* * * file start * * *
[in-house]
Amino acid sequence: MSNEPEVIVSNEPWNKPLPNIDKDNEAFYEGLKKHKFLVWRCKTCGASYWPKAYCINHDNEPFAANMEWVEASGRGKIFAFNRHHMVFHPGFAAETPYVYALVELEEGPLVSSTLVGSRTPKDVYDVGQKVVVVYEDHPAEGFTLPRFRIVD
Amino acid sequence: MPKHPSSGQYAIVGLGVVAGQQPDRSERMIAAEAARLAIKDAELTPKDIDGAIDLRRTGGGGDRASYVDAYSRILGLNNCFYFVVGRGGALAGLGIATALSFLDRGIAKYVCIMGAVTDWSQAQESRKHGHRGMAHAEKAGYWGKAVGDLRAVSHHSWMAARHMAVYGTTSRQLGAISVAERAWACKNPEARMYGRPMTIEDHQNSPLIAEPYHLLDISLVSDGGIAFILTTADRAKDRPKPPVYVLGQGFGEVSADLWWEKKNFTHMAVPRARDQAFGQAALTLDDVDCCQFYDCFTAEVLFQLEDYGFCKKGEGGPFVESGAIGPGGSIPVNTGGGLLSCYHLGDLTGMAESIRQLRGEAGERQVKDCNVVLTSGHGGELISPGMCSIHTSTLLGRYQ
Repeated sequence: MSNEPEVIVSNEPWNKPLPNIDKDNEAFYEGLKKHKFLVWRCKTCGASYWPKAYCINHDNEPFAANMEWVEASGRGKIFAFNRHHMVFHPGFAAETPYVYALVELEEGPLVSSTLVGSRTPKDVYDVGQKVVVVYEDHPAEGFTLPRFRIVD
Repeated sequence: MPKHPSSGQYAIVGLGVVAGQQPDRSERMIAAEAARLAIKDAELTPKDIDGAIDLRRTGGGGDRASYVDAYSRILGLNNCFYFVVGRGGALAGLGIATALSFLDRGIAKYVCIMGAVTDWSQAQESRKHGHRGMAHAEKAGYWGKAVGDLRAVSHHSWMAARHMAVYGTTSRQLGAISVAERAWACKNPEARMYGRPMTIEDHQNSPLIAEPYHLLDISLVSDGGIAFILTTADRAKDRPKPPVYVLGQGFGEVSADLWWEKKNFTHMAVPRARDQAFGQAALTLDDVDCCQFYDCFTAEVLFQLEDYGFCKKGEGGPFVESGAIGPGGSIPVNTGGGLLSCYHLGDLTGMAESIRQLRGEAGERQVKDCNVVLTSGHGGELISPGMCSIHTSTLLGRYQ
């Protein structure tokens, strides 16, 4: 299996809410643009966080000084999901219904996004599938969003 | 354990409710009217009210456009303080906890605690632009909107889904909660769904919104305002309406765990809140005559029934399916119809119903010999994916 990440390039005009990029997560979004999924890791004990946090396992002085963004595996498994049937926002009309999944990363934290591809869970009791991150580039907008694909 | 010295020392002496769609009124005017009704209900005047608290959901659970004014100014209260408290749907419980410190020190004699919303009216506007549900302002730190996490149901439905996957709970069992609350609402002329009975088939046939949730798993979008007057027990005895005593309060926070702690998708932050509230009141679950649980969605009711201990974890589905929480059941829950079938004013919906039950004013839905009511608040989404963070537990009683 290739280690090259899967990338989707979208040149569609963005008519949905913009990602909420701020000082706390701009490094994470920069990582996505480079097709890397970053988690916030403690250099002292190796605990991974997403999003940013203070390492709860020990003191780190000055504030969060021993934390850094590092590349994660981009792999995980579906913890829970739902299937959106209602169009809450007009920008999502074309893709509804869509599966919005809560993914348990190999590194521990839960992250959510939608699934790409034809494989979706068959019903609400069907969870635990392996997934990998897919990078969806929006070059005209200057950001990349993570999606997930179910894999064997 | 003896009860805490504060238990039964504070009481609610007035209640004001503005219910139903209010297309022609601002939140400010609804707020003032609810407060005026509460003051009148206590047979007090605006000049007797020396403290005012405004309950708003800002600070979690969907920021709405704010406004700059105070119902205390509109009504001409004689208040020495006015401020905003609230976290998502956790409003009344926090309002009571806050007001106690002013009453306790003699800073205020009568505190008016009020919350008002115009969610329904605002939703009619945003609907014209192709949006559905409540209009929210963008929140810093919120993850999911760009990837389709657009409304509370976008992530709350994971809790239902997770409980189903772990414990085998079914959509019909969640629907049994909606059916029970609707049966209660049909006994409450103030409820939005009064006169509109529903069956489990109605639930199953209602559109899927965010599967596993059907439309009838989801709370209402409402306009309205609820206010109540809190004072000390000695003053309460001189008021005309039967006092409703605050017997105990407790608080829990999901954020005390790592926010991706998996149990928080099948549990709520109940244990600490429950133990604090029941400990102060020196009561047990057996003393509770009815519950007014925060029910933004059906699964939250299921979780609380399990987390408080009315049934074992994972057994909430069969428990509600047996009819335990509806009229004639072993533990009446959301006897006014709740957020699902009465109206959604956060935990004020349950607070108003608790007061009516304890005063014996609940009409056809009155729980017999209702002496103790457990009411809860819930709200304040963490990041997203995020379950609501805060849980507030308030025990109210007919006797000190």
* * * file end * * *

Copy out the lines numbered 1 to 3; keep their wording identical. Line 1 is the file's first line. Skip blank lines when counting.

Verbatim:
[in-house]
Amino acid sequence: MSNEPEVIVSNEPWNKPLPNIDKDNEAFYEGLKKHKFLVWRCKTCGASYWPKAYCINHDNEPFAANMEWVEASGRGKIFAFNRHHMVFHPGFAAETPYVYALVELEEGPLVSSTLVGSRTPKDVYDVGQKVVVVYEDHPAEGFTLPRFRIVD
Amino acid sequence: MPKHPSSGQYAIVGLGVVAGQQPDRSERMIAAEAARLAIKDAELTPKDIDGAIDLRRTGGGGDRASYVDAYSRILGLNNCFYFVVGRGGALAGLGIATALSFLDRGIAKYVCIMGAVTDWSQAQESRKHGHRGMAHAEKAGYWGKAVGDLRAVSHHSWMAARHMAVYGTTSRQLGAISVAERAWACKNPEARMYGRPMTIEDHQNSPLIAEPYHLLDISLVSDGGIAFILTTADRAKDRPKPPVYVLGQGFGEVSADLWWEKKNFTHMAVPRARDQAFGQAALTLDDVDCCQFYDCFTAEVLFQLEDYGFCKKGEGGPFVESGAIGPGGSIPVNTGGGLLSCYHLGDLTGMAESIRQLRGEAGERQVKDCNVVLTSGHGGELISPGMCSIHTSTLLGRYQ